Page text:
Acquiring large amounts of sample sizes for a business book of this nature is unfeasible for one person, especially in 1997, when TiD was published. You would have to get access to data from thousands of companies, explore each industry they are in, and find the products and companies being disrupted or disruptive. Instead, TiD gives us examples from a sample size of three, “proving” that disruptive technologies come in two varieties and are indeed what make or break companies. I’m sure you can see the ludicrousness in the preceding sentence yourself. A sample size of three is not enough to base a whole book on. TiD also implies that every industry gets disrupted in the same way, since it doesn’t say otherwise. Does the luxury clothing industry get disrupted by cheap knockoffs? What about expensive Swiss watches that are undercut by low cost Chinese fakes?
Known-Unknowns and Known-Knowns
TiD is backed by a lot primary evidence. Christensen was able to speak to managers and CEOs to ask them what went wrong, and more importantly, what they did to fix it. Often times, the fix came in the form of a new, but internal venture, backed by the full faith and credit of the company CEO. This, in turn, allowed the company to create disruptive products, since the internal ventures were unshackled from the unyielding forces of resource allocation.
I will turn to former U.S. Secretary of Defense, Donald Rumsfeld for my next comment.
“There are known knowns. These are things we know that we know. There are known unknowns. That is to say, there are things that we know we don’t know. But there are also unknown unknowns. There are things we don’t know we don’t know.”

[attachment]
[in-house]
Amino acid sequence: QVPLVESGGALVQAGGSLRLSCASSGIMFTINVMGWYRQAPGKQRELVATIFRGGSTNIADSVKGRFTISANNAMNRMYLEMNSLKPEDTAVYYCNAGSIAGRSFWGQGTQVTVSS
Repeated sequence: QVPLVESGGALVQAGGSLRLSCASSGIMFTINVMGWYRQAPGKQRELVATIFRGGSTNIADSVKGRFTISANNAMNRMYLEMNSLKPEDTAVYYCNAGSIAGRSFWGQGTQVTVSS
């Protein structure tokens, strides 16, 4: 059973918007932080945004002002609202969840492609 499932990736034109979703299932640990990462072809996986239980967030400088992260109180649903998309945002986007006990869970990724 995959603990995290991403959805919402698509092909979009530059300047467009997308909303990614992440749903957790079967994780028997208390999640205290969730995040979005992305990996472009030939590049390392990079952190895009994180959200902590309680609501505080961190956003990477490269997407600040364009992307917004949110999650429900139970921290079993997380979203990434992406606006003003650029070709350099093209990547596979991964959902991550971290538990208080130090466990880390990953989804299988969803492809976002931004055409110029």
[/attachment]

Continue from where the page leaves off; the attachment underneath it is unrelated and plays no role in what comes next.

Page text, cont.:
We attribute our performance to our behavior — that is, we take credit for what we can measure and see. If a new CEO joins a company, and the sales figures go up, we ascribe the results to the new CEO. That is, after all, the only thing that changed from before to now. Unfortunately, this isn’t entirely true, and we attribute the increase in sales to the CEO because that is the only known we can identify. Many changes may have taken place, but none of these changes are visible or measurable by us. Continuing with our car analogy, perhaps the demand for low cost vehicles increased, which itself is the result of shifted consumer tastes. Consumer tastes were themselves influenced by something else. Perhaps the negative impact large vehicles have had on the environment led consumers to feel bad about their oversized vehicles, opting them over time to prefer smaller and cheaper alternatives. Is it possible to link the increase in sales to the change in consumer taste for smaller vehicles? Sure is possible, but it is much harder and considerably less obvious. Instead, you might attribute the increase in sales to the new CEO, who is a very obvious change.